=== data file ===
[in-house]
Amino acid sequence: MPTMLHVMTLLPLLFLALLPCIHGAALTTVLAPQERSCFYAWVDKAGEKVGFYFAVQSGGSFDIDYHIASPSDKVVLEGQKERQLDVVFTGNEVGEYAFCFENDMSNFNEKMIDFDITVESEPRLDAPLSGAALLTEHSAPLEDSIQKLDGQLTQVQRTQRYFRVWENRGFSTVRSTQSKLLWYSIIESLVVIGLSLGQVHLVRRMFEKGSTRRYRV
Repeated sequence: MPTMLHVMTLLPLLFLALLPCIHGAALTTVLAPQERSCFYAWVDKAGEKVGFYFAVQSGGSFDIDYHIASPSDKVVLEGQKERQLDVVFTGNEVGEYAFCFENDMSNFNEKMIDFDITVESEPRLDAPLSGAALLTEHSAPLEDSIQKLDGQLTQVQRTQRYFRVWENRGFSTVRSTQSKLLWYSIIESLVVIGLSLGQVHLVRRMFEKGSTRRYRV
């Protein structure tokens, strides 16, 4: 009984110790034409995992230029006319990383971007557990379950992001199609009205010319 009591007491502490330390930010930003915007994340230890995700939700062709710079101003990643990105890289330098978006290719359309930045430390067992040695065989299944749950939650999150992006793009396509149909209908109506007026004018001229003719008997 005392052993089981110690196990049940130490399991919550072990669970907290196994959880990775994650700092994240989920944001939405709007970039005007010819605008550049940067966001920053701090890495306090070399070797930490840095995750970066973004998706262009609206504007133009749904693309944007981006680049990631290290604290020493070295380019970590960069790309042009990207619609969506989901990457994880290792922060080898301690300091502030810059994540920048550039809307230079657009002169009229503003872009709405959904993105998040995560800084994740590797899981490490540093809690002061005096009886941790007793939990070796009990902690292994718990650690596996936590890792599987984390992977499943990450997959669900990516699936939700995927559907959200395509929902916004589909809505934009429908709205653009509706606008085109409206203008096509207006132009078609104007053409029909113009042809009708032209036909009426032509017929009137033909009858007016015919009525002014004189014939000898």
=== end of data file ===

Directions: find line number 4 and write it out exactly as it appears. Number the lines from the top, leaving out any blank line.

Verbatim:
């Protein structure tokens, strides 16, 4: 009984110790034409995992230029006319990383971007557990379950992001199609009205010319 009591007491502490330390930010930003915007994340230890995700939700062709710079101003990643990105890289330098978006290719359309930045430390067992040695065989299944749950939650999150992006793009396509149909209908109506007026004018001229003719008997 005392052993089981110690196990049940130490399991919550072990669970907290196994959880990775994650700092994240989920944001939405709007970039005007010819605008550049940067966001920053701090890495306090070399070797930490840095995750970066973004998706262009609206504007133009749904693309944007981006680049990631290290604290020493070295380019970590960069790309042009990207619609969506989901990457994880290792922060080898301690300091502030810059994540920048550039809307230079657009002169009229503003872009709405959904993105998040995560800084994740590797899981490490540093809690002061005096009886941790007793939990070796009990902690292994718990650690596996936590890792599987984390992977499943990450997959669900990516699936939700995927559907959200395509929902916004589909809505934009429908709205653009509706606008085109409206203008096509207006132009078609104007053409029909113009042809009708032209036909009426032509017929009137033909009858007016015919009525002014004189014939000898």